Whether Flanagan’s fiction is a bit too reductive is a question for another day. The problem, in the current context, is that Flanagan is far too ready to indulge his penchant for fictional overstatement in the non-fiction arena. Writing about reality is a lot more demanding, in some ways, than writing about an invented world. It subjects a writer to stricter rules of evidence, for one thing. The short-cut becomes a less legitimate technique. But Flanagan’s essays are full of sinister and unsubstantiated phrases like this: “In an ever more unfree age, when avenues for the expression of truth are daily closing off all around …” If Flanagan were any other writer, one would brace oneself for a mention of the Internet at this point. After all, you can hardly say something like that without acknowledging the existence of the Web. But Flanagan can. He just moves on. Apparently he just feels we live in an increasingly unfree age. And apparently just feeling that strikes him as sufficient reason for asserting it as a fact. But in non-fiction, it isn’t enough (or shouldn't be enough) just to say what you feel. You need to say what you think, and explain why you think it. 

No doubt newspaper and magazine editors commission pieces from Flanagan precisely because he is a novelist. Perhaps they expect him to cut through to the secret heart of things, and deliver seer-like insights that are beyond the ken of the average journalist. But on the evidence of this book, Flanagan sees less than the average journalist, not more. I don’t think he writes better than the average journalist, either. His grip on language is far from sure: he says “decimate” when he means “annihilate”, and “alumni” instead of “alumnus”, and “doyen” instead of “doyenne”. He also has a habit of scrambling the natural word order of spoken English for pseudo-literary effect. “Gathering were the dark clouds of the Cold War,” he writes, as if a cliché can be jolted back to life by just shifting the verb from one place to another. And try unravelling this sentence, with its bizarre and pompous inversions of the laws of natural speech: “This is no nationalistic argument, for good writing, good art are ever anti-national; rising beyond them, opposing fundamentally the nonsense of national pretensions with the mess of life.” You can see what he means, eventually. But working out what a writer is trying to say shouldn’t be such hard work. With Flanagan, the task is so laborious that you feel entitled to a share of his royalties.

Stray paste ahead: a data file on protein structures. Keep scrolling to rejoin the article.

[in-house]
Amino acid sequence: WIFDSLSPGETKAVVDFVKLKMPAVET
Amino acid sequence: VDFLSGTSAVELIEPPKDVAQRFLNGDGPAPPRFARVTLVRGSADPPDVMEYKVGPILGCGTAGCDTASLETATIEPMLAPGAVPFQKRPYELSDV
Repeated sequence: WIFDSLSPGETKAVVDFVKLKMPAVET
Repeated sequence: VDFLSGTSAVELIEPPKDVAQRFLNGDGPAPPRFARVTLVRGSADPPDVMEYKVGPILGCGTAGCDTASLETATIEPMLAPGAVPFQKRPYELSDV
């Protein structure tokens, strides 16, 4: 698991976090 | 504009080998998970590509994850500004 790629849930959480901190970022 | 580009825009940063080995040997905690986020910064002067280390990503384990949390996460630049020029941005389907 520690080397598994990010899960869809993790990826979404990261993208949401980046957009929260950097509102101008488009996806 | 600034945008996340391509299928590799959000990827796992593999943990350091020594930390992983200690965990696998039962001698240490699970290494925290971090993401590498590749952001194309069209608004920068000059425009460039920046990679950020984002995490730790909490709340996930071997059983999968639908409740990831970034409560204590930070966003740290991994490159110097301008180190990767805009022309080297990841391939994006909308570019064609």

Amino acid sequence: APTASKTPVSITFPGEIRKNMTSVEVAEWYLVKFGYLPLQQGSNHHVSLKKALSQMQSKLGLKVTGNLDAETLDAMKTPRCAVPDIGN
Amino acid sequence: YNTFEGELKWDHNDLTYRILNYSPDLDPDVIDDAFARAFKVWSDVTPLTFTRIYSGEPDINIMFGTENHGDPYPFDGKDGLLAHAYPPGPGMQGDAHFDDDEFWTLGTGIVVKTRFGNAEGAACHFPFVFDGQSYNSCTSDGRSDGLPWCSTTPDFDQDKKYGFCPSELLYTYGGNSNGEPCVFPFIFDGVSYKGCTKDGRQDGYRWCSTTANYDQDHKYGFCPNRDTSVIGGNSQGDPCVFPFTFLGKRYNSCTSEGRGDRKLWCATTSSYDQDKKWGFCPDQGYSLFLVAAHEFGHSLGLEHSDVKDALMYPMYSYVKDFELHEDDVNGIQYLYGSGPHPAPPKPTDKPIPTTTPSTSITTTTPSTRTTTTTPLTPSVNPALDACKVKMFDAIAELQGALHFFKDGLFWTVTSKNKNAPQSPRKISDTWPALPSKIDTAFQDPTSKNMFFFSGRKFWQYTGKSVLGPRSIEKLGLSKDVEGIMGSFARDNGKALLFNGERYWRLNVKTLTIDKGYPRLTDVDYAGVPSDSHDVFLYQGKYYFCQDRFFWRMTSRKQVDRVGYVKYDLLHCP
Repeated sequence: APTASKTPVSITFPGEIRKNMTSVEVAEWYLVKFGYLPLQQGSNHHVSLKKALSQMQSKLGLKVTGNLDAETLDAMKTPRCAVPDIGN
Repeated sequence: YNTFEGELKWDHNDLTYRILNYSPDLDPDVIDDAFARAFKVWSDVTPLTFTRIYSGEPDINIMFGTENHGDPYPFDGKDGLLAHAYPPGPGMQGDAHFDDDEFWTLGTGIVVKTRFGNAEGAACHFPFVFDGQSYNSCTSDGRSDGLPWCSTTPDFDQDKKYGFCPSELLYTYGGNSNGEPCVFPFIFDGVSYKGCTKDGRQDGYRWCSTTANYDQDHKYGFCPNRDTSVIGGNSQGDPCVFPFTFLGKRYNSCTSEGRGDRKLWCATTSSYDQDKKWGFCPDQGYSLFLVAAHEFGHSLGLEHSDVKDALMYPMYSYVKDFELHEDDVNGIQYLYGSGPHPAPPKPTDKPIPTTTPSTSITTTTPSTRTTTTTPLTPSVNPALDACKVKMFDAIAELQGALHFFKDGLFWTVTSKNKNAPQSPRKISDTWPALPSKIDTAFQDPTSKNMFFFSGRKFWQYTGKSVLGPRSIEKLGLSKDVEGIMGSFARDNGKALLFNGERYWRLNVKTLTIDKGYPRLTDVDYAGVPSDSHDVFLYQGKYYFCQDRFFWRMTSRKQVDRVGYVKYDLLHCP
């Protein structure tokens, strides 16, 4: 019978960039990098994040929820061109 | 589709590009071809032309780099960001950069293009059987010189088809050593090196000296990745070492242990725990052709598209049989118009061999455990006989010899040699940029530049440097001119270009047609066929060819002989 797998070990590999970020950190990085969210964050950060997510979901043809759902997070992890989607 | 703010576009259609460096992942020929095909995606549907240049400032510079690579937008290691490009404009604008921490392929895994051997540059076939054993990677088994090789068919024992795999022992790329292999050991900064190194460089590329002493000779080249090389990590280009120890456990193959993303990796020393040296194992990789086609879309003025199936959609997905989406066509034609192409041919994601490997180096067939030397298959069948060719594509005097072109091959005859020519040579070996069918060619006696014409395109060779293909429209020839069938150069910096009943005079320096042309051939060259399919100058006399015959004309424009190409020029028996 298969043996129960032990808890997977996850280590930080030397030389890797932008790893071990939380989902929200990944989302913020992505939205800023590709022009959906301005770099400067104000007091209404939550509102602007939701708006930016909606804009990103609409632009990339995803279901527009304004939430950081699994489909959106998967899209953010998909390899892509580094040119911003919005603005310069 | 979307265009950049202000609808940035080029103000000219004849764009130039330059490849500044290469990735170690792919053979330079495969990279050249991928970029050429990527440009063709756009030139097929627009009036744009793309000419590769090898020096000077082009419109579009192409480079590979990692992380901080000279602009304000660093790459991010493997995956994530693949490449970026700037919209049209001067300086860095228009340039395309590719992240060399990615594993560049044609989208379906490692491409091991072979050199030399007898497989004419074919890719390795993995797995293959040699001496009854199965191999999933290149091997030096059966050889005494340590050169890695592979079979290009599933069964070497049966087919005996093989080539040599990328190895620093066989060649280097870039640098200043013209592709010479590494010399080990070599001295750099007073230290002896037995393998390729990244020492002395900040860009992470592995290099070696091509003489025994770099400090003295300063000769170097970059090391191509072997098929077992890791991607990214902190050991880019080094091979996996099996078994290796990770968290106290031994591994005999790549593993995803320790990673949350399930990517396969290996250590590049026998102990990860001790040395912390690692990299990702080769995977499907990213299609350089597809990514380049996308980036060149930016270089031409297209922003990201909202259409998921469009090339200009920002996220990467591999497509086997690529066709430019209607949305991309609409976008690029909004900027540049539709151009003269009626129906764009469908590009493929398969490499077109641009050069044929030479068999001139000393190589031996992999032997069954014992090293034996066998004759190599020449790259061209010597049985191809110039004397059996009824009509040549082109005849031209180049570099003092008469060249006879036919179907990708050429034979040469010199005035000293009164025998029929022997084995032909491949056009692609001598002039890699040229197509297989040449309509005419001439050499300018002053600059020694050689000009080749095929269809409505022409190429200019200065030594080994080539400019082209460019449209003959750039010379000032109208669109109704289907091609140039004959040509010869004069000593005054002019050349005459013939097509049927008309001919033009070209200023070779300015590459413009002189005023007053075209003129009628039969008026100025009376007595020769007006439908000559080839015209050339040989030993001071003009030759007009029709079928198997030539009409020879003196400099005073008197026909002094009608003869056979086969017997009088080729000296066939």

“I like books that smell of sweat.” The phrase is Flaubert’s, and Flanagan uses it as one of his epigraphs. Alas, my copy of this book ended up smelling more of my sweat than of Flanagan’s. I don’t doubt that Flanagan was incredibly fired up when he wrote it. Nor would I deny that some of the causes that fire him up are good ones. But anyone can get angry. The really hard part of a writer’s job is to transmute emotion into readable, memorable language. Flanagan’s language is forgettable at the best of times, and at the worst of times it's memorable for the wrong reason: because it turns ugly under pressure. “Our two major parties did not so much play the race card, as back it to the hilt with cracked rhetoric …” Is Flanagan saying that the race card had a hilt, or that the cracked rhetoric did? After a while you stop asking yourself such questions. What's the point, given the clear evidence that Flanagan never bothers to ask them himself? The man cares about a lot of things, but language isn’t one of them.